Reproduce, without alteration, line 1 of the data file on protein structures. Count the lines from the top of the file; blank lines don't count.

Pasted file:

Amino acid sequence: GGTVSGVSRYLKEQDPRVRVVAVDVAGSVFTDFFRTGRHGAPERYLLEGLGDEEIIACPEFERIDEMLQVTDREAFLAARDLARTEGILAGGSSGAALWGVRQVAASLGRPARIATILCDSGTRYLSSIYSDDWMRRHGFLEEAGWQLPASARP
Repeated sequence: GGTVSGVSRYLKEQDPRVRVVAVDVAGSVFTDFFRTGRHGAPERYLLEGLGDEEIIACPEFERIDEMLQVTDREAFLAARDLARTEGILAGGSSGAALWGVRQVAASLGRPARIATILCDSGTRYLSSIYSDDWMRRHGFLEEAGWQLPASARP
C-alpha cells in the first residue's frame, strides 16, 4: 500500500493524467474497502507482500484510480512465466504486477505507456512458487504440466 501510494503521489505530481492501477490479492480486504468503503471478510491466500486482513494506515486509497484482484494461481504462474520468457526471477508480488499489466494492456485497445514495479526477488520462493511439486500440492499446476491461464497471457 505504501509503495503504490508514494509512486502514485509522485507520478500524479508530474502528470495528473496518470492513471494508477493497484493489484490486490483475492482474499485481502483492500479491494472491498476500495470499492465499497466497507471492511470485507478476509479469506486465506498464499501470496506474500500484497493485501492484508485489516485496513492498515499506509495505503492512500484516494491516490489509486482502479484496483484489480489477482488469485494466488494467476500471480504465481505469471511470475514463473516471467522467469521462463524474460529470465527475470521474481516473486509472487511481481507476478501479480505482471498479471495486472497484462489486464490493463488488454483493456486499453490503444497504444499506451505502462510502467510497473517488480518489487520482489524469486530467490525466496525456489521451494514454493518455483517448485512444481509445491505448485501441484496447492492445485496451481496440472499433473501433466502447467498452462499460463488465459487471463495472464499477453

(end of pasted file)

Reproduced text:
Amino acid sequence: GGTVSGVSRYLKEQDPRVRVVAVDVAGSVFTDFFRTGRHGAPERYLLEGLGDEEIIACPEFERIDEMLQVTDREAFLAARDLARTEGILAGGSSGAALWGVRQVAASLGRPARIATILCDSGTRYLSSIYSDDWMRRHGFLEEAGWQLPASARP